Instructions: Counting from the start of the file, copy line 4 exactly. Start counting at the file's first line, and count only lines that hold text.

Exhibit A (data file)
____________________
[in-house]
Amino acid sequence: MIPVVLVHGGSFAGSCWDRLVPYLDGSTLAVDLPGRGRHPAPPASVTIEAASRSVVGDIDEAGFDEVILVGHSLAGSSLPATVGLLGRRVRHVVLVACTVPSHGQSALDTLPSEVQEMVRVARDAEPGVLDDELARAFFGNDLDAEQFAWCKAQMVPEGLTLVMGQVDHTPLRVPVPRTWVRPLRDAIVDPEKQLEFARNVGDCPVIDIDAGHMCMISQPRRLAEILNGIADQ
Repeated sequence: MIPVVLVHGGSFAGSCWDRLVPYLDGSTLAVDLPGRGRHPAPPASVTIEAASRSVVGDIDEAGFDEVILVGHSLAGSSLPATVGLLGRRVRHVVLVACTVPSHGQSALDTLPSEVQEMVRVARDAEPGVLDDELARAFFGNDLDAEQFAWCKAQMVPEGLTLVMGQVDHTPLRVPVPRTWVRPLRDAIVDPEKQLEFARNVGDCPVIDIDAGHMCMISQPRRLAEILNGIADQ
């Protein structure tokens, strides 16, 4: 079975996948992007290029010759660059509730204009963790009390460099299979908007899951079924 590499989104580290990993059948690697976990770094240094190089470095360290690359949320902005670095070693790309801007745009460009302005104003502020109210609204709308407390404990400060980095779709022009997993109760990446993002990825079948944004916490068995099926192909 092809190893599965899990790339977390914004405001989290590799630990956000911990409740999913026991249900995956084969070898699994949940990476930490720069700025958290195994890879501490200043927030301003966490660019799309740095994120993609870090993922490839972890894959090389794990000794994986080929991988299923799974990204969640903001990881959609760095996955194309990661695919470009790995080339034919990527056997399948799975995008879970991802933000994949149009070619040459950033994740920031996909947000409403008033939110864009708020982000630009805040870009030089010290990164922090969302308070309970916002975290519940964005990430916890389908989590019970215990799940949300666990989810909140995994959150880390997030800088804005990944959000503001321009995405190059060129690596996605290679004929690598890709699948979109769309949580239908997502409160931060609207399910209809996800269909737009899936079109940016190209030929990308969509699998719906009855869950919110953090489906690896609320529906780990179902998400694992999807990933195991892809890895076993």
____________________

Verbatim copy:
């Protein structure tokens, strides 16, 4: 079975996948992007290029010759660059509730204009963790009390460099299979908007899951079924 590499989104580290990993059948690697976990770094240094190089470095360290690359949320902005670095070693790309801007745009460009302005104003502020109210609204709308407390404990400060980095779709022009997993109760990446993002990825079948944004916490068995099926192909 092809190893599965899990790339977390914004405001989290590799630990956000911990409740999913026991249900995956084969070898699994949940990476930490720069700025958290195994890879501490200043927030301003966490660019799309740095994120993609870090993922490839972890894959090389794990000794994986080929991988299923799974990204969640903001990881959609760095996955194309990661695919470009790995080339034919990527056997399948799975995008879970991802933000994949149009070619040459950033994740920031996909947000409403008033939110864009708020982000630009805040870009030089010290990164922090969302308070309970916002975290519940964005990430916890389908989590019970215990799940949300666990989810909140995994959150880390997030800088804005990944959000503001321009995405190059060129690596996605290679004929690598890709699948979109769309949580239908997502409160931060609207399910209809996800269909737009899936079109940016190209030929990308969509699998719906009855869950919110953090489906690896609320529906780990179902998400694992999807990933195991892809890895076993």